6. Good! Also, I've taken this kiln off its rusty old factory issue stand and put it on a heavy duty steel roller dolly. Is this a bad idea?
  7. Fired to cone 05. Using very old Skutt with bar type cone in Kiln sitter. Some things on the most problematic shelf came out perfect, but these had much more vertical surface. The orange peeling ones were 95% flat, and I think I put so much glaze on it pooled in the middle and couldn't finish properly. This was my 1st firing/test of this system, will no much more soon. Will use only 2 coats with same application method. R
  8. I really laid it on. Next test this Friday, think thin.
  9. No. AMACO LG-10. I think I laid it on too thick. Within the same piece, the glaze is good & bumpy. So it fired properly. Where it's bumpy, is where I glopped on a big dab of glaze (3 times) which I then spread out toward the edges, which are just fine. Three days ago I fired a kiln for the first time in my life. I'm making it up as I go along, knowing nothing. I'm a retired movie producer whose fallen in love with the ceramic process. (my father was bricklayer). I'm very used to winging it, with far more pressure than this calls for. But I'm in it to make the thing I want to make as good as it can be made. Thanks, Ray
  10. My 1st firing has produced a strange effect: the clear glaze on the edges of my pieces are smooth, but in the center they are bumpy, seem not totally fixed to the substrate, covered with a sort of orange peel. The glaze is still clear, not all pieces are like this, and I think I may have laid on way too much glaze in my zeal to make very shinny objects. Humm?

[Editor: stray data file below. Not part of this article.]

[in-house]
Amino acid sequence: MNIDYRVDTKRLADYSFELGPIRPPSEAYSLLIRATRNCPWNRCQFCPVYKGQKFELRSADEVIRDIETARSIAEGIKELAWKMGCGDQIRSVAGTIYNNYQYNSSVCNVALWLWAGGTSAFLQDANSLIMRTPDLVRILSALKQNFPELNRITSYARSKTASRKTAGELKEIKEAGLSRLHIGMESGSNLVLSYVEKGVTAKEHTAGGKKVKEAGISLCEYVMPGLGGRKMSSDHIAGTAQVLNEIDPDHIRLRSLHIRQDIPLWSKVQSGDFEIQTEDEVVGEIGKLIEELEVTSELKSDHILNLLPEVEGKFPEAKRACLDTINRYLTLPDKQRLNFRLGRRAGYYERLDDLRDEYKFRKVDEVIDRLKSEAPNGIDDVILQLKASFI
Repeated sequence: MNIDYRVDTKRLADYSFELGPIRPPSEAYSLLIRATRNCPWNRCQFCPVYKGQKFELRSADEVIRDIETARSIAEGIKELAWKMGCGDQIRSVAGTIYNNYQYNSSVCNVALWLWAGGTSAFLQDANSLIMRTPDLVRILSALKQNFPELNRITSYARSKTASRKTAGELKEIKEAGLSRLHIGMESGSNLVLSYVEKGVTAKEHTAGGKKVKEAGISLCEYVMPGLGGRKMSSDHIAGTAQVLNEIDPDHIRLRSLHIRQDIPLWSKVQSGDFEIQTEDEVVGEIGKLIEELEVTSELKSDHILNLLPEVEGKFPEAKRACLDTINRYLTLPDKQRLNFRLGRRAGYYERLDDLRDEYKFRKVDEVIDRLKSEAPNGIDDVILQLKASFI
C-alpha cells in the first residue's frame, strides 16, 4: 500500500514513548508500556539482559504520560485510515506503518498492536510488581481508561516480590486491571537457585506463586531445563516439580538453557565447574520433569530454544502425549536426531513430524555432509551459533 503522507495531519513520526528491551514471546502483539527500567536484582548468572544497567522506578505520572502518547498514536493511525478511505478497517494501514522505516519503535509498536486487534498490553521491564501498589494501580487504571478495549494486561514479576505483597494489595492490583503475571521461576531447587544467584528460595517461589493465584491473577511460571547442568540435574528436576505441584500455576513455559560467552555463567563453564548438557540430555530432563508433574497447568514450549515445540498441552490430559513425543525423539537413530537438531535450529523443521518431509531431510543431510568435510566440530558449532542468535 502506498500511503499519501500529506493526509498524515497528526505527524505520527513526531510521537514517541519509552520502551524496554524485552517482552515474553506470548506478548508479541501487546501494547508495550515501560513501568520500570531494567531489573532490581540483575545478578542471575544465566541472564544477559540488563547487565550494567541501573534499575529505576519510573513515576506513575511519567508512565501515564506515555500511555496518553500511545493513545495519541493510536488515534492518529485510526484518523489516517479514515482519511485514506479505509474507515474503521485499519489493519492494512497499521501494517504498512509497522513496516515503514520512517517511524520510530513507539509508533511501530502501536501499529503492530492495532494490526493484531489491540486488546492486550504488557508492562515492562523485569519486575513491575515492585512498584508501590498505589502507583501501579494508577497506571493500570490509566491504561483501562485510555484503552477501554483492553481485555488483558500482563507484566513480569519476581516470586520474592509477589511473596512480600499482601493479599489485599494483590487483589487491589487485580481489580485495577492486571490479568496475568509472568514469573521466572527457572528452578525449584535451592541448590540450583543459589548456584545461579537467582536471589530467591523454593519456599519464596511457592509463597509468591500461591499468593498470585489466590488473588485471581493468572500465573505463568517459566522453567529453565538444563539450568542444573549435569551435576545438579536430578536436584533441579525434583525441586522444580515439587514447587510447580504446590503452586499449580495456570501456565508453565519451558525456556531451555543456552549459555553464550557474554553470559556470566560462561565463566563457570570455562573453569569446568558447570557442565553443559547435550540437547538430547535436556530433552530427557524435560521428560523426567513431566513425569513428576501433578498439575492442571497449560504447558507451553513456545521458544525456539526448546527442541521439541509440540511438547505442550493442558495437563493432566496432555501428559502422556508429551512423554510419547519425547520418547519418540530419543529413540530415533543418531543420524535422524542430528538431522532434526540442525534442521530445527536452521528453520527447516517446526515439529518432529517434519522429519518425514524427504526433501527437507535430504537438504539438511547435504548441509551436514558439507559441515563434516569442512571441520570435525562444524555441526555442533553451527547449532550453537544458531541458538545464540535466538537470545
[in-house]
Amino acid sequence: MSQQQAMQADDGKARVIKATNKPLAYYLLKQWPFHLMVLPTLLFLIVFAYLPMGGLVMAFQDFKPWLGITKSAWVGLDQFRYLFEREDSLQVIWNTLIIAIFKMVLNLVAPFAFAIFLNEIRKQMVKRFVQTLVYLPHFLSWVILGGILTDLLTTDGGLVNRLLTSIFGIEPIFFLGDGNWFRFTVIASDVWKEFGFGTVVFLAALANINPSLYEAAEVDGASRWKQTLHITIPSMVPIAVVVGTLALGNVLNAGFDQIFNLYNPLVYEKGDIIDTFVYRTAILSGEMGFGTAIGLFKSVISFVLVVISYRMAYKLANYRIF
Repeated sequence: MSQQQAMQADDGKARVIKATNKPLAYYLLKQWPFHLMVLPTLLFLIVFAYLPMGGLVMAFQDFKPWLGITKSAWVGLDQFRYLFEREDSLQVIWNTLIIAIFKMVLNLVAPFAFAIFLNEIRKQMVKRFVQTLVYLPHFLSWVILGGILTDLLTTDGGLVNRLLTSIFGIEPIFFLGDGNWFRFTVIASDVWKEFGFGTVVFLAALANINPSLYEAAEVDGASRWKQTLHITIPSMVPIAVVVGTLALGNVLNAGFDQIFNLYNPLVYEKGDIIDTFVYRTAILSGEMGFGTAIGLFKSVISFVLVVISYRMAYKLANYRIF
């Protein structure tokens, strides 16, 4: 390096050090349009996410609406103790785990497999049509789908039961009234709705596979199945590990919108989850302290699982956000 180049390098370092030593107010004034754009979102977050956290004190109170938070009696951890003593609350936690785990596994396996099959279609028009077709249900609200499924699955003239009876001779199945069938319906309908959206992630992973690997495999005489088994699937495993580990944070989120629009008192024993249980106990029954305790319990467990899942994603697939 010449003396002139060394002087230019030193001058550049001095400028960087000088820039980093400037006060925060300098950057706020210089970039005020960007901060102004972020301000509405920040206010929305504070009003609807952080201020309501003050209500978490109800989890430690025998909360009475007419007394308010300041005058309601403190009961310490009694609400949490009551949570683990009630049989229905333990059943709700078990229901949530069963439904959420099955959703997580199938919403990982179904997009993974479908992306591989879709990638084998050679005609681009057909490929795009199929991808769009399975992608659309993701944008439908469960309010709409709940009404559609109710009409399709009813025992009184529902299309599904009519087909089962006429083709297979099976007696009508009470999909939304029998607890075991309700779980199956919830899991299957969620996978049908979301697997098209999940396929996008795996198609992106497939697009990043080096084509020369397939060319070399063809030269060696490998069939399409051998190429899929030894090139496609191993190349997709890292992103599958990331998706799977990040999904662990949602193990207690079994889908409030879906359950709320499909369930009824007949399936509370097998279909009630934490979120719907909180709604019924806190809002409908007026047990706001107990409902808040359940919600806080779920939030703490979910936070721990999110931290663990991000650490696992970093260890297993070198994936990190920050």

11. . . . as Skutt recommends leaving the to plug out. You can try to find the high spot if you are concerned but in my opinion it is OK to run as is. Bruzbt I left the top plug out (since it only came with three). After raising the temp to med in the second hour and checking the moisture escaping from the top plug hole with a mirror, it seemed like I was getting a good amount of steam. I'm 'once firing' glazed greenware, so that is not a surprise. I propped the lid with a fire brick for 1/2 an hour, and the steam seemed to go out quickly. I shut the lid, for a 1/2 hour on med, then up to high for 2 hrs 14 min to cone 05.
  12. Thanks everyone. I was scared. This kiln is from the 60's and having never fired it, this glow ring thing was nerve wracking. But! it reached 05 in 5 hours and 14 minutes, so it must not have lost all that much heat. I ran it on low for one hour, med for 2 hours, then turned it up to high for the remaining 2 hrs 14 minute. 3/4 filled, test fire or Amaco Velvets. It's cooling down now, eager to look, but it's way to hot to handle. I'm going to check the hinge though, as that does look like it may be out of whack. Thanks again, I don't know what I'd do without this forum. Ray
  13. I am firing an old Skutt 231-18 for the first time I just bought. I am accordingly paranoid. I'm 5 hours in, going for 05, and Suddenly I can see around the entire lid about 1/16 of an inch gap between the lid and the body of the kiln. (see picture attached) It's glowing. The other points of contact, the bottom and the two rings are sealed just fine, cant' see any glow between them. IS THIS NORMAL? Fearfully, Ray